The fees are high compared to other bankruptcies nationally, and the process in the Twin Cities has been long, said Chuck Zech, a church finance expert at Villanova University in Pennsylvania.  The Milwaukee Diocese, considered the “mother of all bankruptcies,” spent $23 million in a protracted battle to settle with abuse victims, plus $7 million for the victims’ attorneys, he said.  “Milwaukee is the poster boy for a disastrous way to do a bankruptcy,” said Zech.  “It seems to me that St. Paul is approaching that status.”

The fee issue surfaced during what was supposed to be a routine hearing to schedule the next steps in the two-year-old case, including approving a compensation plan and insurance settlements.

Jenner Wins Fees in Contingency Agreement

May 23, 2017

A recent the NLJ story by Marcia Coyle, “Skadden Loses a Tax Dispute, and Jenner Wins Fee Fight,” reports that Jenner & Block won fees in a case, Parallel Networks v. Jenner & Block, that stemmed from a 2007 contingency fee arrangement in which Jenner agreed to represent Parallel Networks in two patent cases.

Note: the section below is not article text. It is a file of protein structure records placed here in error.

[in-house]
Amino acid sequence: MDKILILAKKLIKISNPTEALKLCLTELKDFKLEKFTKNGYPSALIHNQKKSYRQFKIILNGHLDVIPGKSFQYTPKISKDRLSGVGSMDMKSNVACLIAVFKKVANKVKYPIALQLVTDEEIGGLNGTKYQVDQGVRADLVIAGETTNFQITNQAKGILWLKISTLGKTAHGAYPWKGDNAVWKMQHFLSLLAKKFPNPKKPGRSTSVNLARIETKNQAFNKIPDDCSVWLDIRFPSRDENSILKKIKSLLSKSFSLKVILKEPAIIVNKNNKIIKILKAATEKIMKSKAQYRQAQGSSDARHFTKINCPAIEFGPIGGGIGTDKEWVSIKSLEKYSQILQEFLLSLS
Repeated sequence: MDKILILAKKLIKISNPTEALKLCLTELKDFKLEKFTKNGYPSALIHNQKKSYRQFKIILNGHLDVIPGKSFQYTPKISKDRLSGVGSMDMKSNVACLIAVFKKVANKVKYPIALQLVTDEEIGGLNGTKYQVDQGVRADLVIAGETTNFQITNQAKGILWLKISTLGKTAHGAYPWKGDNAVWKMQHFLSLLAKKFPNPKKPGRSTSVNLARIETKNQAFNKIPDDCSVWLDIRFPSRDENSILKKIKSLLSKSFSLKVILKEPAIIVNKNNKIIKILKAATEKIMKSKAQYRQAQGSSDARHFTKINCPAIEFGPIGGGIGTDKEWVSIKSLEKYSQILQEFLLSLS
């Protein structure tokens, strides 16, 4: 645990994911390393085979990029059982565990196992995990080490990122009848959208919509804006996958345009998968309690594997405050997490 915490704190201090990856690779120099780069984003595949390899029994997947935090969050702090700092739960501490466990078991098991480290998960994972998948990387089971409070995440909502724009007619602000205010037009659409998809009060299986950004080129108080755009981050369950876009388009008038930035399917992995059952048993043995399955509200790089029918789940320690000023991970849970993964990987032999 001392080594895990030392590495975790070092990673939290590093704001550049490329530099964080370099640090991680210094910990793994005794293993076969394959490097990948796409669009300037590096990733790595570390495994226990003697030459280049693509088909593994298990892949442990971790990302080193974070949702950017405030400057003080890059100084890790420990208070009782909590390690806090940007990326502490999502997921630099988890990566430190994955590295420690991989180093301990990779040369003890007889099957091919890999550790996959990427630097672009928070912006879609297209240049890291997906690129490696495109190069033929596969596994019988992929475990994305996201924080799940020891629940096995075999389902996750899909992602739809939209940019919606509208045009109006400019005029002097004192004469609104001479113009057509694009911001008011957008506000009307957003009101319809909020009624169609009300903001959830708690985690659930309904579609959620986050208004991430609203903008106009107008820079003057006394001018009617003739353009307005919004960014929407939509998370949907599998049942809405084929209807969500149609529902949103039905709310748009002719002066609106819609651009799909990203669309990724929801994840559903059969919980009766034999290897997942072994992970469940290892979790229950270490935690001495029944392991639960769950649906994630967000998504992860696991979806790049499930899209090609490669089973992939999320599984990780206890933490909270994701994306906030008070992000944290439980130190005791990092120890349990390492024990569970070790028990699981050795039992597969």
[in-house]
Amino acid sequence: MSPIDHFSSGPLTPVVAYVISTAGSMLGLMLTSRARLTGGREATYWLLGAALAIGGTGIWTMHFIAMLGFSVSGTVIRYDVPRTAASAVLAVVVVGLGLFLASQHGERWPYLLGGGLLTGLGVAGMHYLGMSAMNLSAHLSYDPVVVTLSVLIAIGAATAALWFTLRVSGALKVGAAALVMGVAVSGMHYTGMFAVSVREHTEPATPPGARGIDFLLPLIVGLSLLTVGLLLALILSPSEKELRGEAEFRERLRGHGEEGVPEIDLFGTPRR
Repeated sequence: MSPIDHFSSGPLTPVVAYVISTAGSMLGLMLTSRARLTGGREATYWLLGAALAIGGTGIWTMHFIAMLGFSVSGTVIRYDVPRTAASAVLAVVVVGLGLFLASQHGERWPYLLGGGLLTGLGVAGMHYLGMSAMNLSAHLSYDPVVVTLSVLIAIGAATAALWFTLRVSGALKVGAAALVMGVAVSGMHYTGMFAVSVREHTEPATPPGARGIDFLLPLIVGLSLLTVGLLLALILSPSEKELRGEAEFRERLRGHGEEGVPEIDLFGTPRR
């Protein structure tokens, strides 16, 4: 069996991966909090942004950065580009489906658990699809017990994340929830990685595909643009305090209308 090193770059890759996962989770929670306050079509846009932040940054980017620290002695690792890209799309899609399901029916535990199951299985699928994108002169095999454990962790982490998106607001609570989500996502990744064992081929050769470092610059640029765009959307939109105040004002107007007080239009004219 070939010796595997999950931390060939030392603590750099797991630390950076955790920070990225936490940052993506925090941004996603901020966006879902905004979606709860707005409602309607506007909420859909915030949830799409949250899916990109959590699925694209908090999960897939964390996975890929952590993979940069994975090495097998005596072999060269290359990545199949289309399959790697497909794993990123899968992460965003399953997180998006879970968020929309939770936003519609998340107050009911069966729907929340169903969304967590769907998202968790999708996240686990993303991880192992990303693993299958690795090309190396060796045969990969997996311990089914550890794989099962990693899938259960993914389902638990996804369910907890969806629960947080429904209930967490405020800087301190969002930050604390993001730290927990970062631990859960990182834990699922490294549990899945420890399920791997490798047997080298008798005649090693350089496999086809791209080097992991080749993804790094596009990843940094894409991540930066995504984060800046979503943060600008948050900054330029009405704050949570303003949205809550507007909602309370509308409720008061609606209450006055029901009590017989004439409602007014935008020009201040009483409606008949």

The fee arrangement contained a provision that allowed the law firm to withdraw from the representation and still get fees whenever it “determine[d] at any time that it is not in its economic interest to continue the representation.”  If the firm withdrew, Parallel Networks was to pay “an appropriate and fair portion of the Contingent Fee Award” at “the conclusion of any” patent lawsuit.  The agreement also called for arbitration of any disputes.

Jenner & Block did withdraw.  New counsel entered and settled the two patent cases.  In 2011, Jenner submitted a $10 million fee request that Parallel Networks would challenge.  The dispute went to arbitration and Jenner was awarded $3 million and a 16 percent future contingent stake.  On appeal, Parallel Networks argued the withdraw-and-still-pay provision was prohibited under Texas law.  Texas state courts upheld the award.

In the high court, Parallel Networks, represented by Daniel Geyser of Stris & Maher, argued the circuit courts were divided over whether public policy challenges are viable under the Federal Arbitration Act and also are confused about the permissible grounds for vacating arbitration awards following the Supreme Court’s 2008 decision in Hall Street Associates v. Mattel.  “There is simply no indication that Congress intended to intrude on the power of state courts, acting under settled state law, to resist arbitration awards that violate core state public policies,” Geyser wrote.